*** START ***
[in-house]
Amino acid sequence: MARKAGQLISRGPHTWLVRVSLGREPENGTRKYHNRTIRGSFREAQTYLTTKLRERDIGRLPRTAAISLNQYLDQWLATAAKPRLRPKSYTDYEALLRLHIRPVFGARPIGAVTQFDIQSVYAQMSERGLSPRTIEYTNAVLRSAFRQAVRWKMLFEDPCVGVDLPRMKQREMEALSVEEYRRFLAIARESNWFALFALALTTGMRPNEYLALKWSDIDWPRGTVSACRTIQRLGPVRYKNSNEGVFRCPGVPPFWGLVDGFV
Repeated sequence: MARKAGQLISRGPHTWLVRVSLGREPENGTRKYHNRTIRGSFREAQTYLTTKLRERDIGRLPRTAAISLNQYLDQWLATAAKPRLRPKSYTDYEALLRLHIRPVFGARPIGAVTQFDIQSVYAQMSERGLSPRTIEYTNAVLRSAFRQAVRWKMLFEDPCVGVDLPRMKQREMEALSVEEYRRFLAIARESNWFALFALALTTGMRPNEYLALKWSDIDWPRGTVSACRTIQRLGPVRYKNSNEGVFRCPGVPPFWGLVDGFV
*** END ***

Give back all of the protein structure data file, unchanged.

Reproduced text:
[in-house]
Amino acid sequence: MARKAGQLISRGPHTWLVRVSLGREPENGTRKYHNRTIRGSFREAQTYLTTKLRERDIGRLPRTAAISLNQYLDQWLATAAKPRLRPKSYTDYEALLRLHIRPVFGARPIGAVTQFDIQSVYAQMSERGLSPRTIEYTNAVLRSAFRQAVRWKMLFEDPCVGVDLPRMKQREMEALSVEEYRRFLAIARESNWFALFALALTTGMRPNEYLALKWSDIDWPRGTVSACRTIQRLGPVRYKNSNEGVFRCPGVPPFWGLVDGFV
Repeated sequence: MARKAGQLISRGPHTWLVRVSLGREPENGTRKYHNRTIRGSFREAQTYLTTKLRERDIGRLPRTAAISLNQYLDQWLATAAKPRLRPKSYTDYEALLRLHIRPVFGARPIGAVTQFDIQSVYAQMSERGLSPRTIEYTNAVLRSAFRQAVRWKMLFEDPCVGVDLPRMKQREMEALSVEEYRRFLAIARESNWFALFALALTTGMRPNEYLALKWSDIDWPRGTVSACRTIQRLGPVRYKNSNEGVFRCPGVPPFWGLVDGFV